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Richborough Castle

Richborough is one of the most important Roman sites in Britain. One of the landing places of the Roman army in AD43, Rutupiae Portus, went on to become one of the main supply bases for the Roman troops. As conquest over the British became certain, the base was turned into a town with a triumphal, monumental arch celebrating the empire's military success. Today, you can see the remains of this arch, the large defensive ditches surrounding the fort and the remains of the old store rooms. There are also some Saxon remains on the site; the relics of an early Saxon church and a baptismal font. On your visit, step into the museum which contains Roman weapons, coins, ornaments and some of the best examples of Roman pottery to be found in England.

Background to the Roman Invasion of Britain
The Romans had turned their eye towards expanding their empire into Britain some 150 years before they finally succeeded. Attempts by Julius Caesar and Gaius Caligula both failed but political unrest in the middle of the first century AD, enabled Emperor Claudius to disrupt the favourable trading and diplomatic links between the two areas in favour of invasion and total annexation. Rome had seen Verica, the leader of the Atrebates expelled and hostility from the tribes of Catuvelauni left an aggressive force on the north west frontier of the Roman Empire. Verica appealed to Claudius for aid. Claudius responded with an invasion sending an eminent senator, Aulus Plautius with the charge of four legions, a force of some 20, 000 men.

Early History of the Richborough Fort
The first settlers at Richborough arrived with the Iron Age but it wasn't until the Roman era that the site gained in significance when Richborough served as a port protecting the passage of ships between the mainland and the Isle of Thanet. This seems difficult to believe as you stand on the landlocked site but in those times Richborough was either an island or a promontory lying in a natural lagoon of what was once the Wantsum Channel. A perfect spot for a protected harbour, Richborough was occupied for almost 400 years and the Saxons were also based here before moving to Sandwich.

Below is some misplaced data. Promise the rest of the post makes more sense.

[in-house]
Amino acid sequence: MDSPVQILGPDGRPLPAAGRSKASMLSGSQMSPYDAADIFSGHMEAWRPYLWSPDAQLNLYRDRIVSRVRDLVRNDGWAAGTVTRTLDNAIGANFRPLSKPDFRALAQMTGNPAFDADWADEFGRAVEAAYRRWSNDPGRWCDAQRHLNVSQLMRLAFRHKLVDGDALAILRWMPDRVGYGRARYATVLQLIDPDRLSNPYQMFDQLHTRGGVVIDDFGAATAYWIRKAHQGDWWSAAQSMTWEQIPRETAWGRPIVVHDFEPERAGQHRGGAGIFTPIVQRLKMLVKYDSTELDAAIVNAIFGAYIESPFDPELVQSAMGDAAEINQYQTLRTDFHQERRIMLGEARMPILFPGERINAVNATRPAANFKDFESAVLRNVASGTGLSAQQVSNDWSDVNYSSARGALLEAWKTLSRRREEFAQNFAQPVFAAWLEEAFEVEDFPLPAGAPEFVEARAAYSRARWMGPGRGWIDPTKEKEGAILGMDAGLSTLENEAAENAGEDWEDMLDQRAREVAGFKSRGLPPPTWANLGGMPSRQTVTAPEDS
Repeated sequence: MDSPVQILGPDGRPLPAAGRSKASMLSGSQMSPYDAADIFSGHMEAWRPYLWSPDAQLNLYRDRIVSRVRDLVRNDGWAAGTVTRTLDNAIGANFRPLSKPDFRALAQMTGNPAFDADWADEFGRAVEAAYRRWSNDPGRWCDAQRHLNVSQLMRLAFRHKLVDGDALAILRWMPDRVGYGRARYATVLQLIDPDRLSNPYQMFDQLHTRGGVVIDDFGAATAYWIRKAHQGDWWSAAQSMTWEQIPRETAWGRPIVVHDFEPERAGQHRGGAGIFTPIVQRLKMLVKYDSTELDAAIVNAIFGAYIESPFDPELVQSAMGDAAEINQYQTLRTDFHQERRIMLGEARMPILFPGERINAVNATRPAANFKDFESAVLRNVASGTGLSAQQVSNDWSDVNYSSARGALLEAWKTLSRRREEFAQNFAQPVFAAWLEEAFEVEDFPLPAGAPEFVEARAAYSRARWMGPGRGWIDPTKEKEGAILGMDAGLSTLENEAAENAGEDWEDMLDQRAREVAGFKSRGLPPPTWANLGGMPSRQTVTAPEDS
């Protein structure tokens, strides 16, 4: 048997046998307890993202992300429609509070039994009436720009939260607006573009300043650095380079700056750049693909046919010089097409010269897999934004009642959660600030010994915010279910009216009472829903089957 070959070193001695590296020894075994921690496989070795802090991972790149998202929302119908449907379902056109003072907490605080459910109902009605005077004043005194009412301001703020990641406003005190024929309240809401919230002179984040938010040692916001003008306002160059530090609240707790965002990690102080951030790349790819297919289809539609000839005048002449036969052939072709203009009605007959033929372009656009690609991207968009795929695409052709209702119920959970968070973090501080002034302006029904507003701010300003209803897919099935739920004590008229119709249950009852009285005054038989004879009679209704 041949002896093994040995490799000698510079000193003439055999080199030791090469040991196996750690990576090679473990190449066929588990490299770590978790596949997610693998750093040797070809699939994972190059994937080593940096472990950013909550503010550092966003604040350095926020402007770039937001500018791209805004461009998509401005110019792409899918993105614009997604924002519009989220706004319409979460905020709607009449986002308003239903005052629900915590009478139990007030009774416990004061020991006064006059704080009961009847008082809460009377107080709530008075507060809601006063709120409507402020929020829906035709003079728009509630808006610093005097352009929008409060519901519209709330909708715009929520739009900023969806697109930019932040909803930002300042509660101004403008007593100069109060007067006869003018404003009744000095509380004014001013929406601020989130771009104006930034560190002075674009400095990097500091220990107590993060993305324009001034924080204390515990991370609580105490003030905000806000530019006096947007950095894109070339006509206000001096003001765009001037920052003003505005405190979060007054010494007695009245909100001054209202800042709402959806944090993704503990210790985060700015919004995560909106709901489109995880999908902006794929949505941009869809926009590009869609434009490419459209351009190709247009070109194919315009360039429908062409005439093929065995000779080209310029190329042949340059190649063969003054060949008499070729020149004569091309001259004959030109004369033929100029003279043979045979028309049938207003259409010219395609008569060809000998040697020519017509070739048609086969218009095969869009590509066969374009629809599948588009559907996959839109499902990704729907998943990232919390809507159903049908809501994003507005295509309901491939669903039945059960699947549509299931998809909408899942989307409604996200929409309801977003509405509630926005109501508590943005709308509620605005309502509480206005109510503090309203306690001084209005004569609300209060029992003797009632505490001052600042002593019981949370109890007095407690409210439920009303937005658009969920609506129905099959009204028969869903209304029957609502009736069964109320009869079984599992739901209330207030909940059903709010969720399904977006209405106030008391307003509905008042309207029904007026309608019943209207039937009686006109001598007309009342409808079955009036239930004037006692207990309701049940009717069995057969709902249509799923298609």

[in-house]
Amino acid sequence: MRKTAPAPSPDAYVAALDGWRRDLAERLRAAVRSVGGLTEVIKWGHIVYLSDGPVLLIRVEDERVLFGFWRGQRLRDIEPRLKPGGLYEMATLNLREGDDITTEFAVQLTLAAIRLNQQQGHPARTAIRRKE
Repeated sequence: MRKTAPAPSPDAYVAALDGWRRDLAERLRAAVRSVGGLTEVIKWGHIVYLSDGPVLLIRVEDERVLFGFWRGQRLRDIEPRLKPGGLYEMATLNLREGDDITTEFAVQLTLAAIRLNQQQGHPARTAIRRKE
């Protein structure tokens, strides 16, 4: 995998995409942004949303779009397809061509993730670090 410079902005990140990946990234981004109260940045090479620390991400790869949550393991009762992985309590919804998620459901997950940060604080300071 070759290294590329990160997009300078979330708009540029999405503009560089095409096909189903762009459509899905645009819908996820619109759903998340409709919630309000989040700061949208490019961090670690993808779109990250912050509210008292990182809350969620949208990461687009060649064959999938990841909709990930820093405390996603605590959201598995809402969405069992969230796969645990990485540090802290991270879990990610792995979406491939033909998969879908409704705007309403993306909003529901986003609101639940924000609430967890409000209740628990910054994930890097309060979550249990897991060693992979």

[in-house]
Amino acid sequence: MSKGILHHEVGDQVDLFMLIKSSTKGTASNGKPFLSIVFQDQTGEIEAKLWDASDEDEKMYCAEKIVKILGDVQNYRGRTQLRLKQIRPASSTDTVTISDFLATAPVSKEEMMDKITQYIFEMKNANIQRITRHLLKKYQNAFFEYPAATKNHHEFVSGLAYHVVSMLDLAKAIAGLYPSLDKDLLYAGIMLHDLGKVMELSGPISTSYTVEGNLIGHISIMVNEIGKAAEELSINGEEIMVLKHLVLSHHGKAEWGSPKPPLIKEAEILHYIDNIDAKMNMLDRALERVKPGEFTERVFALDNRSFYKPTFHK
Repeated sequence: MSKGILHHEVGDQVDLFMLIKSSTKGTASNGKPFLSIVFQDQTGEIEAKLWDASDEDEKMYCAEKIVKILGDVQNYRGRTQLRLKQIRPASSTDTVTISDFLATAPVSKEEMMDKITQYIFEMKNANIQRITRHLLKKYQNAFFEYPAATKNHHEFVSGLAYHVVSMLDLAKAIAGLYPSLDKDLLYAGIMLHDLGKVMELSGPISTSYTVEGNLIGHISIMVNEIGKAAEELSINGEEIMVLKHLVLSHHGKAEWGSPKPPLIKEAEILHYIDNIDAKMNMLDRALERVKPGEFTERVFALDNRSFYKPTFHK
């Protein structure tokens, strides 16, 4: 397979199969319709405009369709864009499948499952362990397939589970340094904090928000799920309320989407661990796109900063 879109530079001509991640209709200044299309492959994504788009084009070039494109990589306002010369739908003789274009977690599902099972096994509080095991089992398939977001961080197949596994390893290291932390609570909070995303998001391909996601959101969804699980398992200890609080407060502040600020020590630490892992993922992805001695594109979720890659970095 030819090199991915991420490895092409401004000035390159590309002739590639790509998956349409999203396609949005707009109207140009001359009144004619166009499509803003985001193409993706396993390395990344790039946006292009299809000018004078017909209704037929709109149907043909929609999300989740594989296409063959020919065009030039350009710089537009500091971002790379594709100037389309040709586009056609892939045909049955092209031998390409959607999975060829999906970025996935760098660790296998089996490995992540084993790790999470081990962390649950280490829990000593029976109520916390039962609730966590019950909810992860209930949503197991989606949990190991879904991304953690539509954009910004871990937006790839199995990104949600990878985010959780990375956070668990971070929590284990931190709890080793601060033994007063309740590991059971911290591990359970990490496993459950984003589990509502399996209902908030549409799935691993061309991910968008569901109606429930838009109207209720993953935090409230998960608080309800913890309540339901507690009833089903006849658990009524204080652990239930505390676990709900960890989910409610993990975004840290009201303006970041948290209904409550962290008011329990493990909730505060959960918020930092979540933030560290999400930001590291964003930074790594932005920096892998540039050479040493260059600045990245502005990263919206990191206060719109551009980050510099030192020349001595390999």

The Civilian Settlement
As Roman supremacy was established, Richborough developed into a busy port and town which was renowned throughout the empire for its oysters. The harbour is thought to have been east of the site but was probably destroyed with the erosion of the River Stour. The town itself was actually larger than the site you'll see here today. Enclosed by the fort walls, the town was arranged around a rectilinear grid of streets which contained a mansion or hotel for diplomatic guests, houses, workshops and shops. Most of these were built in timber but some were later replaced by stone.

In A.D.250 a new fort was constructed in an attempt to secure the peace of what was now predominantly a commercial and residential settlement. The troops returned, levelled the centre of town and built in its place an internal earthen rampart with three defensive ditches. The triumphal gateway was now turned into a lookout tower climbed via a timber staircase. The fort was only used for 25 years. Although Roman presence at Richborough continued, historians are unsure as to the exact nature of the settlement. By the end of the fourth century, the Roman troops left Richborough and as their rule in Britain drew to its close, their soldiers were positioned in other problematic areas of the empire.

Early Christian Remains at Richborough
On the site today, you'll be able to see the foundations of the chapel of St. Augustine. Constructed in the late Saxon period, the chapel had a rectangular nave and chancel with a western porch. In the 12th century the chapel was rebuilt with an apse at its western end. By the 17th century the chapel was demolished and its stones were used elsewhere.

Other remains of the early Christian church date to the end of the Roman period. You'll be able to see a Baptismal font which once stood in the side chapel of a church that seems to have been constructed out of timber. On your out, you can pop back inside the museum and check out the statue of Demeter, the Greek god of agriculture which appears to have been converted into the stone threshold (face-down) of this early church.

Location
Postcode: CT13 9JW
Town/city or near: Sandwich
County: Kent
Admission
Adults: 3.70
Children: 1.90
Opening Times
24th March 30 September from 10 a.m.- 6p.m, access to amphitheatre possible at any reasonable time.
English Heritage

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